While Prince Albert’s newest lawyers come from a variety of backgrounds, there is one thing they all have in common – it’s taken them years to get to where they were Friday.
That’s when the five newest inductees to the bar were sworn in at Court of Queen’s Bench. In an afternoon ceremony in front of justices G.A. Meschishnick and L.W. Zuk, Julia Quigley, Conor James Holash, Monika Goyal, MaryAnne Lady-Jane Larson and Daniel Elliot Samuel Arnot were welcomed into the legal profession.
Each of them had already officially become a lawyer when they signed the roll in Regina, a list of every lawyer practicing or formerly practicing in Saskatchewan.
But Friday’s ceremony marked the end of their admission into the profession.
“It feels very nice. It’s a long time coming,” said Holash, who was born and raised in Prince Albert.
“I signed the rolls six months ago, so I’ve been a lawyer from that point on. It’s been exciting since day one.”
Holash was never pushed to be a lawyer. It’s a direction he decided to take a few years after getting his undergraduate degree.
“It felt right and it was a very useful degree whether I used it or not. Low and behold, I ended up using it.”
Holash was introduced by Barry Wilcox, who works with his dad, Mitch Holash, at Novus law firm.
“Conor grew up in Prince Albert in a home with a lawyer as a father. Against all odds, that did not dissuade him from the practice of law,” Wilcox joked.
Holash, he said, is a sharp young lawyer, achieving the highest mark on this year’s admission test.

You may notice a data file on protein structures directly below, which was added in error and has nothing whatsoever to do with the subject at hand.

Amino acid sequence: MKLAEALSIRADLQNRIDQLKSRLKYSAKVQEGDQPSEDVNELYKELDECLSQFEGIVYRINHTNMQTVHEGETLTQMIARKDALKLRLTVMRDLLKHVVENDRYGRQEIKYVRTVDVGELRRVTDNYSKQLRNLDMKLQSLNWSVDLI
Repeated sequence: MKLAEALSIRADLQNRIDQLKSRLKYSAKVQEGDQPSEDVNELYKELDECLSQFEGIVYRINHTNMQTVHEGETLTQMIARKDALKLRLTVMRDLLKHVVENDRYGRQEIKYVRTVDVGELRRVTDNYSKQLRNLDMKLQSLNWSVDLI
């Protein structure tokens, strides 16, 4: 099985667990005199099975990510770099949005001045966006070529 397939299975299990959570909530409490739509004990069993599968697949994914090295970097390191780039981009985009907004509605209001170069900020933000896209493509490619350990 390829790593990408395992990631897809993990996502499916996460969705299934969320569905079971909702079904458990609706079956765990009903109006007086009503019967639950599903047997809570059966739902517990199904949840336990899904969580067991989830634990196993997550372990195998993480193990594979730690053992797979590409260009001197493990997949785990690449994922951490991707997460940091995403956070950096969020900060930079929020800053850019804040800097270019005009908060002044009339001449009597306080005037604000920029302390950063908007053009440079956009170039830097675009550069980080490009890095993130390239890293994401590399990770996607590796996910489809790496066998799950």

Holash though won’t be practicing law in Prince Albert for long. He’s accepted a position at a firm in Edmonton in order to be closer to his girlfriend.
“It’s bittersweet to be leaving,” he said.
“I feel like I could spend 30 years working with dad and not gain all the experience he has.”
Holash wasn’t the only one with parents involved in the justice system. Fellow inductees Quigley and Arnot also come from legal families.
Quigley articled at the northern legal aid office, and was described by Judge E.M. Layton as “very smart, incredibly intelligent.” She has a go-get-it- attitude and the common sense to see through the smoke and mirrors.
“She’s a very spirited person,” Layton said. “We were very lucky to have her.”
In her introduction, Quigley was described as involved and academically successful. She took a term of school at the University of Norway, worked in public complaints and graduated from law school with great distinction.
Arnot, who is from Saskatoon, has already gotten himself involved in Prince Albert, joining the Kinsmen Club and sitting on the Mann Art Gallery board of directors. He’s practicing with the Arnot Heffernan Slobodian firm in Prince Albert and is happy to be staying in the gateway city.
“I love Prince Albert,” he said.
“I think there’s a lot of need for people who … understand the needs of the community and are committed to the people who are here. Prince Albert is a fantastic place to live. The north is right here and the people are warm and welcoming. It’s a fantastic place to practice.”
While Arnot takes inspiration from his father, who served as a judge before Arnot was born, he didn’t decide to become a lawyer until later in life.
“I feel truly honoured and privileged to become a member of the legal profession,” he said. “It’s taken the better part of nine years to get here.”
Brent Slobodian, who introduced Arnot to the court, said he was “very pleased” Arnot has decided to continue working at the law office.